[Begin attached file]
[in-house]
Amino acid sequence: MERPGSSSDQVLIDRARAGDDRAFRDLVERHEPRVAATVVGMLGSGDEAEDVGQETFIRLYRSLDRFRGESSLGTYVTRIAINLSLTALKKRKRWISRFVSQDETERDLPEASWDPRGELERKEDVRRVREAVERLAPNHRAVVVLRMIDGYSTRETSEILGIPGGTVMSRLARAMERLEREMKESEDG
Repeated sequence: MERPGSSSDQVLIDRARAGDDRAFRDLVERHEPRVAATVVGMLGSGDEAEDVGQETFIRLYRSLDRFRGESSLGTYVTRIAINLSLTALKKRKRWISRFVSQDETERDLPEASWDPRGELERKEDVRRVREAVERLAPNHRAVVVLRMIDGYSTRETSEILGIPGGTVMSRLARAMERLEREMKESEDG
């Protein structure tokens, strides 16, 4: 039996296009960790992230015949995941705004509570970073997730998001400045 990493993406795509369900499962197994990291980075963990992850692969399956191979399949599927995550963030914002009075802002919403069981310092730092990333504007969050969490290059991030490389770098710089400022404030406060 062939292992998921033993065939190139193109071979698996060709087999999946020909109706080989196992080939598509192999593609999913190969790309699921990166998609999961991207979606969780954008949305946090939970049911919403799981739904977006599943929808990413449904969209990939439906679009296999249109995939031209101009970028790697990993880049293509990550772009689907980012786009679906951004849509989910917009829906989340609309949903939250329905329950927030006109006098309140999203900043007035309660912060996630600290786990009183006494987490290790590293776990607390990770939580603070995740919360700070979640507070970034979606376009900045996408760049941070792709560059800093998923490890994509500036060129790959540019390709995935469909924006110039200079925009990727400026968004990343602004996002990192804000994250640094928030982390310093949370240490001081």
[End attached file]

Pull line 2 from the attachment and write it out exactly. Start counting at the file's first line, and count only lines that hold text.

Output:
Amino acid sequence: MERPGSSSDQVLIDRARAGDDRAFRDLVERHEPRVAATVVGMLGSGDEAEDVGQETFIRLYRSLDRFRGESSLGTYVTRIAINLSLTALKKRKRWISRFVSQDETERDLPEASWDPRGELERKEDVRRVREAVERLAPNHRAVVVLRMIDGYSTRETSEILGIPGGTVMSRLARAMERLEREMKESEDG